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Hoffmann, R. A wiki for the life sciences where authorship matters. Nature Genetics (2008)

The clinical efficacy of paremyd with and without dapiprazole in subjects with light and dark brown irides.

BACKGROUND: Paremyd, a mydriatic formulation of 0.25% tropicamide and 1.0% hydroxyamphetamine hydrobromide provides adequate dilation for binocular indirect ophthalmoscopy in young Caucasians. We studied the clinical effectiveness of Paremyd in dilating heavily pigmented eyes by comparing its mydriatic efficacy in Blacks, Asians and Caucasians with light and dark brown irides. We also evaluated the efficacy of one drop of dapiprazole (Rev-Eyes) in reversing Paremyd-induced mydriasis in our subject sample. METHODS: In a masked, randomized, controlled experimental design, several visual functions which included pupillary dilation, near visual acuity, amplitude of accommodation, ocular hyperemia, and discomfort glare were measured at 30-min intervals, for a total of 300 min, in subjects dilated with a single drop of Paremyd in each eye. Ease of binocular indirect ophthalmoscopy was also assessed. A 3-way analysis of variance was used to assess changes in these measures as function of irides color/pigmentation (designated as light or dark brown iris color), presence or absence of dapiprazole, and test time interval. RESULTS: We found that subjects in our light brown irides group (mainly Caucasians) dilated faster than subjects in our dark brown irides group (mainly Blacks). Dapiprazole increased the speed of recovery from pupillary dilation for all subjects, but more so for those with light rather than dark brown irides. Similarly, subjects with light rather than dark brown irides recovered accommodative function more quickly. Although neither the use of dapiprazole nor the degree of iris color/pigmentation was significantly related to visual acuity or glare discomfort, there was a clear trend that these visual measures were affected to a greater degree in subjects with dark brown (primarily Blacks) rather than light brown irides. Overall, Paremyd provided adequate dilation for binocular indirect ophthalmoscopy in all subjects irrespective of iris color/pigmentation. CONCLUSIONS: Our data indicate that a single drop of Paremyd provides adequate mydriasis, without significant side effects, for routine fundus examination of all subjects, independent of iris color/pigmentation. Furthermore, a single drop of dapiprazole was effective in speeding the return of pupillary dilation in most subjects, but had no significant effect on accommodation, near visual acuity or glare discomfort. Side effects such as stinging upon instillation, conjunctival hyperemia, and a few instances of ptosis, with possible additional cost to patients, appear to lessen its overall clinical benefit.[1]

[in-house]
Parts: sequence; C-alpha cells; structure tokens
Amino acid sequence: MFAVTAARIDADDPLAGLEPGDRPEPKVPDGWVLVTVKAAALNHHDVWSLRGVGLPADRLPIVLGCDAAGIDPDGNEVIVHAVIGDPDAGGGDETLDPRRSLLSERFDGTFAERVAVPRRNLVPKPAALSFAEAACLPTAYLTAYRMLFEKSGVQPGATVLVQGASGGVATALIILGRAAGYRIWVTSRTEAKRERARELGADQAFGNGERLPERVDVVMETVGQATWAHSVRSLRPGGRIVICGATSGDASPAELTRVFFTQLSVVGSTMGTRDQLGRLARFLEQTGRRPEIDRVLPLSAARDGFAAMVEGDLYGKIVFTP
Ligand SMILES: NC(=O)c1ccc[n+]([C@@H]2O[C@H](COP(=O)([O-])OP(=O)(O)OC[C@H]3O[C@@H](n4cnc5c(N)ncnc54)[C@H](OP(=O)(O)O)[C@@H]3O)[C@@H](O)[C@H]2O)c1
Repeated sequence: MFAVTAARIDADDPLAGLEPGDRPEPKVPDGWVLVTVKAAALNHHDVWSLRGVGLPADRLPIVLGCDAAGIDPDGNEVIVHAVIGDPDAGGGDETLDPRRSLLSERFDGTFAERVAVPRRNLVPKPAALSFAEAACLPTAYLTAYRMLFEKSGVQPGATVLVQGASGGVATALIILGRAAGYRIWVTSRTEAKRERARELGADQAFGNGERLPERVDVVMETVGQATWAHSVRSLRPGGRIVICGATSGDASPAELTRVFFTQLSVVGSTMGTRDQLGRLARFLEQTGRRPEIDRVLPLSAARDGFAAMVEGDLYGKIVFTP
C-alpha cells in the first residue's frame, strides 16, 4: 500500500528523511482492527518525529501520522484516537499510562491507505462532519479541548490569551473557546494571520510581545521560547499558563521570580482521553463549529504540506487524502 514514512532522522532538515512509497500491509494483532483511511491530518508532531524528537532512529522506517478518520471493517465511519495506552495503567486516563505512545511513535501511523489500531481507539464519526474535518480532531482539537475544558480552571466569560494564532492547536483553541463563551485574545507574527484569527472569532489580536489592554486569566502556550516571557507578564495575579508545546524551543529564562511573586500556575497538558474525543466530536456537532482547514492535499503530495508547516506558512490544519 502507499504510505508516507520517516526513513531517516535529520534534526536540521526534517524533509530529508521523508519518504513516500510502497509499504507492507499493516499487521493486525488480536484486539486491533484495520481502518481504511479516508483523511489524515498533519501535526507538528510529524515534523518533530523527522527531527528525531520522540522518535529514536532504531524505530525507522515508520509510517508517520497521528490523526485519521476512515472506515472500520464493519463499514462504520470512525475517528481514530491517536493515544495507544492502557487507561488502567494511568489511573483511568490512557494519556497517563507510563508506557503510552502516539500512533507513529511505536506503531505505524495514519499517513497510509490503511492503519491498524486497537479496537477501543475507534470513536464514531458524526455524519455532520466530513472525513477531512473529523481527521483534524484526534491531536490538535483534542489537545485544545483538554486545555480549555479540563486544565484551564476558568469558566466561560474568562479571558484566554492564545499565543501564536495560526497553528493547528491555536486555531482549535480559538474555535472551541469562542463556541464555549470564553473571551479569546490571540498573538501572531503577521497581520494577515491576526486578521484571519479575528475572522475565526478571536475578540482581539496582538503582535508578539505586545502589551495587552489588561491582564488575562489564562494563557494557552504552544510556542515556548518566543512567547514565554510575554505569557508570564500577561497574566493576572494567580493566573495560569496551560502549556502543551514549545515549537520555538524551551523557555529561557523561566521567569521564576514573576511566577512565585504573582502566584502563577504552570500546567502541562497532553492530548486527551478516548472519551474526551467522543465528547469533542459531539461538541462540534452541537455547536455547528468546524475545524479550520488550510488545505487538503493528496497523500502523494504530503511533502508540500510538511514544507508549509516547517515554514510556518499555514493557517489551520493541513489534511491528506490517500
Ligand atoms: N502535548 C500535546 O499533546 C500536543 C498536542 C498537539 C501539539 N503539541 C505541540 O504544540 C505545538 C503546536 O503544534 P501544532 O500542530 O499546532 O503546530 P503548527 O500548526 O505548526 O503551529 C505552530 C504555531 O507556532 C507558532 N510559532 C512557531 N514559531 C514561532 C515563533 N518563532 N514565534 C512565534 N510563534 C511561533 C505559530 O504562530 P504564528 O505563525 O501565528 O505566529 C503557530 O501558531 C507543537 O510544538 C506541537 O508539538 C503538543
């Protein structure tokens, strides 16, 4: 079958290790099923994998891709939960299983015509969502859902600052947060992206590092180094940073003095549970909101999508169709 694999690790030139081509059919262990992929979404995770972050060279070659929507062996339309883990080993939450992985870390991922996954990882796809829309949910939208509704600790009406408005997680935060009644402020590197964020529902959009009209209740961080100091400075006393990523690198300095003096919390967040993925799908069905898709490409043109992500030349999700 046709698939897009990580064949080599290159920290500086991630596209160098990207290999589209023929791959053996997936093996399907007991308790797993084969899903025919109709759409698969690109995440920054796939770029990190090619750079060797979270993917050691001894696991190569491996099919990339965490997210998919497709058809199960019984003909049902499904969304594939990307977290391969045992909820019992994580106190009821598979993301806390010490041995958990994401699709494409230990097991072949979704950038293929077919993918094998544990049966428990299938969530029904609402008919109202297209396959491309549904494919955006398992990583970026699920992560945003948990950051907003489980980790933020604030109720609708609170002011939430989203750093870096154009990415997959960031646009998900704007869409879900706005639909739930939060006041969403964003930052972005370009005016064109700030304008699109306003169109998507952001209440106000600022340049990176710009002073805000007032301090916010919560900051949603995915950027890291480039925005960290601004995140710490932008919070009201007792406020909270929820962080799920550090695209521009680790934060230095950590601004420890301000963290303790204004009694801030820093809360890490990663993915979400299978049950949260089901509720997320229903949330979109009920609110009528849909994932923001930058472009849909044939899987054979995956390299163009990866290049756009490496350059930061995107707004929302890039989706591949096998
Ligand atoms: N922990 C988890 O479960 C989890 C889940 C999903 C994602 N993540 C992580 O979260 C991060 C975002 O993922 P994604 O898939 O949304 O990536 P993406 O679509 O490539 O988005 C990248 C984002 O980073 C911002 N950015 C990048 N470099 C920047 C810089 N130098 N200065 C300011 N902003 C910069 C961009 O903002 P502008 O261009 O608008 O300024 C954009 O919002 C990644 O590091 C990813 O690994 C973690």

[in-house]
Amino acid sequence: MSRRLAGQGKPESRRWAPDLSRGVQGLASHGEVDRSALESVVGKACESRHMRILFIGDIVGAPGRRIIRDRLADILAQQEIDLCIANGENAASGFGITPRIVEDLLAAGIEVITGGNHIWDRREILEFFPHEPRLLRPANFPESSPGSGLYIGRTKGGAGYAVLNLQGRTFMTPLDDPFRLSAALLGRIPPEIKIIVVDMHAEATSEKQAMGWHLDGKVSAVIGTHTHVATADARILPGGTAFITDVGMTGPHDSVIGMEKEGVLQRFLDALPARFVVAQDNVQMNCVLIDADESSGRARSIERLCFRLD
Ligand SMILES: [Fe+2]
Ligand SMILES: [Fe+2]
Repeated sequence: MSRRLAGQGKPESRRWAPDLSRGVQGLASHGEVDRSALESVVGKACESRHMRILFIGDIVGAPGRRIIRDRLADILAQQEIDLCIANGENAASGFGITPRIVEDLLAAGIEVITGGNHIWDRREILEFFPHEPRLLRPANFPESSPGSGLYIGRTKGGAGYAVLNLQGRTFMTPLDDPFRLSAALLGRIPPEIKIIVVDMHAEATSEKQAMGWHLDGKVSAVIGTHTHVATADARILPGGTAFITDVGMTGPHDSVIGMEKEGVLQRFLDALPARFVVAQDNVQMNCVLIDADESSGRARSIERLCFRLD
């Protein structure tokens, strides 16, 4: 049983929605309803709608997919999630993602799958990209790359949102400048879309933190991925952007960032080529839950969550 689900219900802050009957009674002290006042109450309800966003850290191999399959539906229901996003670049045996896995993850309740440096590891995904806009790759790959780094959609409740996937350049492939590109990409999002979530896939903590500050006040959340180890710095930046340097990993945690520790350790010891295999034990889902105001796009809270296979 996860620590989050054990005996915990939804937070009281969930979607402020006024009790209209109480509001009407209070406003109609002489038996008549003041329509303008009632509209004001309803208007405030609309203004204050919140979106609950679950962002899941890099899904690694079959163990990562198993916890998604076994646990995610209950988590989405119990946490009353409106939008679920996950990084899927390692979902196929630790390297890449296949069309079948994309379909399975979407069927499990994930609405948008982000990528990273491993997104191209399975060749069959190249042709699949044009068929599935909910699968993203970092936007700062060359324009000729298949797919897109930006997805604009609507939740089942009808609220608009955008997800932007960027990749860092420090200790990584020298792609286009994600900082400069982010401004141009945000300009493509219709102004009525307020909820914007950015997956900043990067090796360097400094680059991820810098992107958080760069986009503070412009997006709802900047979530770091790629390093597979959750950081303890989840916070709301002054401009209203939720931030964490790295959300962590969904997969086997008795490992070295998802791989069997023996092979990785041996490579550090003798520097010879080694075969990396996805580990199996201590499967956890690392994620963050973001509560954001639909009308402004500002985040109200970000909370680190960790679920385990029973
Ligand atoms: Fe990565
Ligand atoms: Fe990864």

1. The clinical efficacy of paremyd with and without dapiprazole in subjects with light and dark brown irides. Anicho, U.M., Cooper, J., Feldman, J., Jaanus, S.D., Dignam, K. Optometry and vision science : official publication of the American Academy of Optometry. (1999) [Pubmed]
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